ROCKLEIGH, NJ -- Mats Ola Palm, president and CEO of Volvo Cars of North America, Inc., wanted Volvo to be the first manufacturer to commit to equipping 100% of its 1995 models with this safety enhancing feature, so he laid down the gauntlet at New York's International Auto Show on March 31 of this year. It appears that the American public has developed a tremendous appetite for automotive safety. For manufacturers it has become a safety race.

"Safety has always been the driving force behind all Volvo automobile design," Palm stated. "The introduction of Daytime Running Lights is simply Volvo's way of expanding the boundaries of safety."

Volvo was the first car company to introduce Daytime Running Lights on the cars sold in their home market of Sweden back in 1975. A few years later, Daytime Running Lights were made mandatory by Swedish law. Today, many other European countries and Canada have passed laws requiring Daytime Running Lights. It was not until this past year that the National Highway Traffic Safety Administration formulated a ruling which will permit Daytime Running Lights in the U.S. Prior to this, each state had its own laws on light operation during the day. With this ruling in place, Volvo moved quickly to equip all of its 1995 cars.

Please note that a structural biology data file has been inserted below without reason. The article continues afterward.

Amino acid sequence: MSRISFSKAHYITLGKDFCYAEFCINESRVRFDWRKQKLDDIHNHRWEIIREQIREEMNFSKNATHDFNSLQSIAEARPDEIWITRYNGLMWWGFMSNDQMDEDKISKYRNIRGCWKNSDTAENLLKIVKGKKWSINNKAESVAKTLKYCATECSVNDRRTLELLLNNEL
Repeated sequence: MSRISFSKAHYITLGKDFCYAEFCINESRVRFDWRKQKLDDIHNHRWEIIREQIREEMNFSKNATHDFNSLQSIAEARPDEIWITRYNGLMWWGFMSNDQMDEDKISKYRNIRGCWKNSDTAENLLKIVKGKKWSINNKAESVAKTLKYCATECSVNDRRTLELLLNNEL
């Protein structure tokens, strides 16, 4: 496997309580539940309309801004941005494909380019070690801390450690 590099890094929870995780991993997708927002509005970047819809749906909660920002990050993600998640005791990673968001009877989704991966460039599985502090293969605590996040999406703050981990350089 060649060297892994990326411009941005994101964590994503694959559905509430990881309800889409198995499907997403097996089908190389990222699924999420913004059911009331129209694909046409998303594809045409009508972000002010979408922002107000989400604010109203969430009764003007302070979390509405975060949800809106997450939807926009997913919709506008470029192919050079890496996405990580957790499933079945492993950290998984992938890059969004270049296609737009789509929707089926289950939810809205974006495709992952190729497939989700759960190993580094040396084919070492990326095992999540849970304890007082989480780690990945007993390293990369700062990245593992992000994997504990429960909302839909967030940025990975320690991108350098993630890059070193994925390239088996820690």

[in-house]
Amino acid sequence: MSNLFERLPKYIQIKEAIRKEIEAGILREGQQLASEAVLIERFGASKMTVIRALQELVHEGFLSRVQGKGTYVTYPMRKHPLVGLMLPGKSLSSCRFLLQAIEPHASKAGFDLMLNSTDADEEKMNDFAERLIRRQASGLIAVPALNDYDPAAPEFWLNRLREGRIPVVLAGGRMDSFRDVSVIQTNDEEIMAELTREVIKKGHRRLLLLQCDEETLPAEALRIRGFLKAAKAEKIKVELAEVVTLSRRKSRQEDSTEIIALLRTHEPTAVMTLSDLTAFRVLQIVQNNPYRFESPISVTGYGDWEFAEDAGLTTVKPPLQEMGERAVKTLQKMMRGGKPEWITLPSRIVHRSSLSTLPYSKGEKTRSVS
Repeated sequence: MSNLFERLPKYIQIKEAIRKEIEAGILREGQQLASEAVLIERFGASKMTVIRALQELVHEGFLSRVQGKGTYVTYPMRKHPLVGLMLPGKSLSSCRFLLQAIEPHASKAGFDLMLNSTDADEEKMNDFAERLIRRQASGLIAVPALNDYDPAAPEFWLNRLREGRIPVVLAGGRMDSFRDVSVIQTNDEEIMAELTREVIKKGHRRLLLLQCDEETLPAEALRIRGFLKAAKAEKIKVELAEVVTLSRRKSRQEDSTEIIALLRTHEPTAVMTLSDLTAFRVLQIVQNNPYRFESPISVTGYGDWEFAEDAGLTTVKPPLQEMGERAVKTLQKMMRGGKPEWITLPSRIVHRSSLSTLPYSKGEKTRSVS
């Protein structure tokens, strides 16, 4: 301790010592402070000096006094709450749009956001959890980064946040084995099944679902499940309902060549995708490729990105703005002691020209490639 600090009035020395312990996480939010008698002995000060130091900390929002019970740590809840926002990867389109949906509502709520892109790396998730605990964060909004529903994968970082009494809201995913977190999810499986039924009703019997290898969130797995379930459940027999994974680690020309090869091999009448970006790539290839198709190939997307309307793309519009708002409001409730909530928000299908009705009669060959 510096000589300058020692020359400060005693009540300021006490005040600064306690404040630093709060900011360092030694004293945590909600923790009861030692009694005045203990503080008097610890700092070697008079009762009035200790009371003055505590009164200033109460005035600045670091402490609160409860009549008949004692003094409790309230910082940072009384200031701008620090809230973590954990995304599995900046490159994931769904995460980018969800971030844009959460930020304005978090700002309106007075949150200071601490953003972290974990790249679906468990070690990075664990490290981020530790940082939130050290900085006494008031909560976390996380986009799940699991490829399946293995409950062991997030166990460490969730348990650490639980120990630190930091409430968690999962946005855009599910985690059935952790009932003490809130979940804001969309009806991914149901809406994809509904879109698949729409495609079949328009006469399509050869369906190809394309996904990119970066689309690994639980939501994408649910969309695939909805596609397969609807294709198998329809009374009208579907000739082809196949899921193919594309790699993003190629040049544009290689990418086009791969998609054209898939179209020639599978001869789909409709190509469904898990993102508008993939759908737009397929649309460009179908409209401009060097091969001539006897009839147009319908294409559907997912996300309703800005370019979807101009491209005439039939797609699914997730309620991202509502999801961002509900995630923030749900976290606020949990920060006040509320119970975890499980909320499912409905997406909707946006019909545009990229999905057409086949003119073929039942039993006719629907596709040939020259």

"We have seen in country after country that Daytime Running Lights do help enhance visibility and contribute to safety," Palm explained. "I believe it is just a matter of time before all cars are equipped with them. We wanted Volvo to be the first to have it on all of our cars."

The advantages of Daytime Running Lights are obvious in the dim and often glary light of dawn and dusk. While it is not as obvious, Daytime Running Lights also contribute to visibility in extremely bright environments like the desert. Across a wide variety of conditions, oncoming cars with Daytime Running Lights are visible at an average of three times the distance of cars without any lights on.

Volvo's history of safety innovation is a long one. Just last month the company announced it would be the first to equip many of its 1995 model year cars with a unique side impact protection system which uses an airbag mounted in the outer edge of each front seat to help reduce injuries in side crashes. In concluding his remarks, Palm noted that this year is the thirty-fifth anniversary of the three-point self-adjusting seat belt -arguably the single greatest safety device in the history of the automobile. He pointed out that this ubiquitous lifesaving device was developed and patented by a Volvo engineer and installed in Volvo cars as early as 1959! At Volvo, the job of enhancing car safety never takes a back seat.